Is your Child Well-Rounded or Angular?

 

Back in the day, highly-selective schools were impressed by the proverbial "well-rounded student" who seemed capable of doing just about anything - from sports, to academics, to community service.

"Old School" Well-Rounded Student:

  • 4.0 GPA
  • National Honor Society
  • Soccer player (2 years)
  • Piano (3 years)
  • Vice President of Spanish Club (Junior Year)
  • Soup Kitchen volunteer (various)

College Admissions Officers used to assemble their incoming classes by selecting many of these "well-rounded" applicants. 

Campuses eventually became havens for lots of students who were good at lots of things.

Today, things are different.

In fact, many schools today are not as impressed by generic "well-rounded" students and have turned their attention to more "angular" students.

Angular Students

Angular students take a deep dive into one (or two) core activities  -  often at the exclusion of others - to become world-class in their field. 

"Modern Day" Angular Student:

  • 4.4 GPA
  • ...
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Lesson From a Quitter Podcast | Guest: Phil Black

To listen to the full podcast, please visit:

Listen here: Episode 47

    The path that many of us have been brought up to follow usually goes a little something like this: take the right classes, get the good grades, get into the prestigious school, graduate, and then find a high paying job. We're taught that it is a linear path that you stick to and climb to the top.
    Well, in today's episode, Phil Black teaches us why you should buck that wisdom. Phil has one of the most interesting careers we've ever highlighted on this show. His story is a testament to following your curiosities and always re-evaluating what is most important. Among his many accomplishments, Phil played D1 collegiate basketball at Yale, worked as an investor at Goldman Sachs, was a Navy Seal Officer, went to Harvard Business School, is a firefighter, entrepreneur, father, and more.
    While it wasn’t clear to him during his journey, he was gaining an incredibly useful skill: the ability to find his way into...
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How Did This PrepWeller Get Into Every College He Applied To?

Wait, what?

"Wait, what? Jimmy got into Berkeley? Are you serious? My son has the same GPA and SAT scores - maybe even better. He took just as many weighted classes as Jimmy. Why didn't my son get in?  They both have the same profile."

This is one of the most common questions I hear from the PrepWell community and from random people around the water cooler, lacrosse field, and locker room.

I'd like to shed some light on this question by comparing three students that I counseled privately this year in my Private Mentoring program.

[FYI: I run a program where I work closely with a handful of PrepWell Academy students who opt to move from the online program to a full-service program in junior year].

What accounts for the difference in outcomes?

There are several factors at play here (e.g. extracurriculars, leadership, letters of recommendation, demonstrated interest, major preference, parental involvement, etc.)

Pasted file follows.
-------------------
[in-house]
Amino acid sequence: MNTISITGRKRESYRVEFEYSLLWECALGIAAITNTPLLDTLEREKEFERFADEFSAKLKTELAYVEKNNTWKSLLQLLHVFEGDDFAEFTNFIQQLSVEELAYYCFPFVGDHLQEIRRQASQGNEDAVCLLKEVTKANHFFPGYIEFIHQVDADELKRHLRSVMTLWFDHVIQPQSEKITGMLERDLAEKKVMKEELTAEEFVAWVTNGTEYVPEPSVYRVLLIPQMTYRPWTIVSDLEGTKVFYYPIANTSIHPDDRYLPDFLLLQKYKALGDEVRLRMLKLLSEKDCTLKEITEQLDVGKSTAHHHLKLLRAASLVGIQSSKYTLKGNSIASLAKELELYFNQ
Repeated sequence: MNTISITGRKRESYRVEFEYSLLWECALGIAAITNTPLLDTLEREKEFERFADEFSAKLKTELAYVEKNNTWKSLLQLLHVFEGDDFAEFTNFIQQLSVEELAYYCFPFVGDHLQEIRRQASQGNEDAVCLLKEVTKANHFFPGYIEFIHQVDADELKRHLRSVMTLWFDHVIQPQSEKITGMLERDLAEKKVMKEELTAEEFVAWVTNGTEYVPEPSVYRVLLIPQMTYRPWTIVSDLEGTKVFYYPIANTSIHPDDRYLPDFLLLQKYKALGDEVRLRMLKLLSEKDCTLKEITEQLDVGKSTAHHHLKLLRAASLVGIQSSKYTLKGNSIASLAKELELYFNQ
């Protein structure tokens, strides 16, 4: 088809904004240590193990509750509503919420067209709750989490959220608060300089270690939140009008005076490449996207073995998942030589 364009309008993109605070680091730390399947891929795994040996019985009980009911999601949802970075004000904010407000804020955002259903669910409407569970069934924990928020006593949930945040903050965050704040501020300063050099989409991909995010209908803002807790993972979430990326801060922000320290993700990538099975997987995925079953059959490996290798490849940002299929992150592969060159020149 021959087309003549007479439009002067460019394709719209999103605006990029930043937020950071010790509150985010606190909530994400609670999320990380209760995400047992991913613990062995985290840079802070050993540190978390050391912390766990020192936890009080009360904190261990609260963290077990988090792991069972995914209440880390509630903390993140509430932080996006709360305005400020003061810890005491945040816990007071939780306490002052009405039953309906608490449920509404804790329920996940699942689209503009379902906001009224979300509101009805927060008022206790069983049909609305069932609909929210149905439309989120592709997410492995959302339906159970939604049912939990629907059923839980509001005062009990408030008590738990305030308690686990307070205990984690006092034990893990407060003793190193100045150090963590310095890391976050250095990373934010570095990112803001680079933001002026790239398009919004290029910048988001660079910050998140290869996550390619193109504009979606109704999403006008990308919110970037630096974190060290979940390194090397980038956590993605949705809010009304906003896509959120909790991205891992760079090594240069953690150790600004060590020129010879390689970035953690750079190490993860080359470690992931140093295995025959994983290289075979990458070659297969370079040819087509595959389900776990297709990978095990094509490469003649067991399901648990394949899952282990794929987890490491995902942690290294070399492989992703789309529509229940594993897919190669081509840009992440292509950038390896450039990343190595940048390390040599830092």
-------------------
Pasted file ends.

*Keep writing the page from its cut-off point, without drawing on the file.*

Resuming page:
However, I believe the biggest difference-maker is when a student...

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Will Rohan Get into USNA or ROTC?

 

As a college admissions counselor specializing in students with big ambitions (e.g. Ivy League, Military Service Academies/ROTC, Athletic scholarships), I have seen dreams realized, shattered, and everything in between.

Case Study

In this case study, I discuss whether Rohan has what it takes to get into the United States Naval Academy or win an ROTC scholarship. These insights can be applied to similar service academies (e.g. West Point, Air Force Academy, Merchant Marine Academy).

Click these links to find out more about military service academies and ROTC scholarships.

Rohan just finished his junior year at a big public high school in MA. He hadn't thought much about applying to a service academy and didn't even know what ROTC was. No one ever introduced these two options to him. Now, as Rohan begins to prepare his college applications, he is struck by the amount of work required during the process.

Will Rohan be too late to submit a solid application?

Here are the summary...

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Why I Co-Read with my 8th-grader

In my opinion, a love of reading is the single biggest academic skill a child can develop prior to high school. A child's relationship to reading impacts their academic trajectory more than any other single factor. 

In a prior blog post, I offer 10 Tips on how to raise an avid reader.

Today, I have to admit that I have failed to achieve this goal for my 8th grader. He will read when he has to, but there is no spark - there is no love of reading.

I have tried many of the techniques and failed. Maybe I wasn't disciplined enough, or I assumed he'd be like his brothers, or I was just too tired to follow-through on the technique.

As a former Navy SEAL, giving up is not in my playbook, so I began looking for more options.

Here are some things I considered:

  1. Bribery: I'll pay you $10 for every book you read
  2. Punishment: If you don't read a book every month, you're grounded
  3. Negotiation: No IG time until you read 20 pages
  4. Fear: If you're not a good reader, you won't get into a good...
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Will Mia Get into MIT?